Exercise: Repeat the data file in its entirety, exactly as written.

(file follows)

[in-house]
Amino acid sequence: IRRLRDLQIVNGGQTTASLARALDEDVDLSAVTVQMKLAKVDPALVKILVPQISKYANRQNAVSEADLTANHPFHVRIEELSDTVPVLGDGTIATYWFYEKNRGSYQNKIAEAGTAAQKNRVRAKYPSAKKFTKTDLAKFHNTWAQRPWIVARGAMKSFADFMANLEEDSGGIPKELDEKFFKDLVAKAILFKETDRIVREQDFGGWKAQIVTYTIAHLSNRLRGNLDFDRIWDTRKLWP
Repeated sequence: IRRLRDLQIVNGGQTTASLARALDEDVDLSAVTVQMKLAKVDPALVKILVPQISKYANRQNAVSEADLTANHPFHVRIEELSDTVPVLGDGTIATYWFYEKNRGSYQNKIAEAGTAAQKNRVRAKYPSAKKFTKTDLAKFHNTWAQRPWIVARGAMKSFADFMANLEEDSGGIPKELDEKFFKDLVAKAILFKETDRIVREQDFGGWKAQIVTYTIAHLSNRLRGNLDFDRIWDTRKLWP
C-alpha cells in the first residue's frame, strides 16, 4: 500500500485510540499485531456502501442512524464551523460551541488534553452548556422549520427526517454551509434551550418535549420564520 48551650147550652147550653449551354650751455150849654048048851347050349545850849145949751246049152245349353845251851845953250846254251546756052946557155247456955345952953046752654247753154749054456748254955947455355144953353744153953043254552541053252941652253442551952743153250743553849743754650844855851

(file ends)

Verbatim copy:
[in-house]
Amino acid sequence: IRRLRDLQIVNGGQTTASLARALDEDVDLSAVTVQMKLAKVDPALVKILVPQISKYANRQNAVSEADLTANHPFHVRIEELSDTVPVLGDGTIATYWFYEKNRGSYQNKIAEAGTAAQKNRVRAKYPSAKKFTKTDLAKFHNTWAQRPWIVARGAMKSFADFMANLEEDSGGIPKELDEKFFKDLVAKAILFKETDRIVREQDFGGWKAQIVTYTIAHLSNRLRGNLDFDRIWDTRKLWP
Repeated sequence: IRRLRDLQIVNGGQTTASLARALDEDVDLSAVTVQMKLAKVDPALVKILVPQISKYANRQNAVSEADLTANHPFHVRIEELSDTVPVLGDGTIATYWFYEKNRGSYQNKIAEAGTAAQKNRVRAKYPSAKKFTKTDLAKFHNTWAQRPWIVARGAMKSFADFMANLEEDSGGIPKELDEKFFKDLVAKAILFKETDRIVREQDFGGWKAQIVTYTIAHLSNRLRGNLDFDRIWDTRKLWP
C-alpha cells in the first residue's frame, strides 16, 4: 500500500485510540499485531456502501442512524464551523460551541488534553452548556422549520427526517454551509434551550418535549420564520 48551650147550652147550653449551354650751455150849654048048851347050349545850849145949751246049152245349353845251851845953250846254251546756052946557155247456955345952953046752654247753154749054456748254955947455355144953353744153953043254552541053252941652253442551952743153250743553849743754650844855851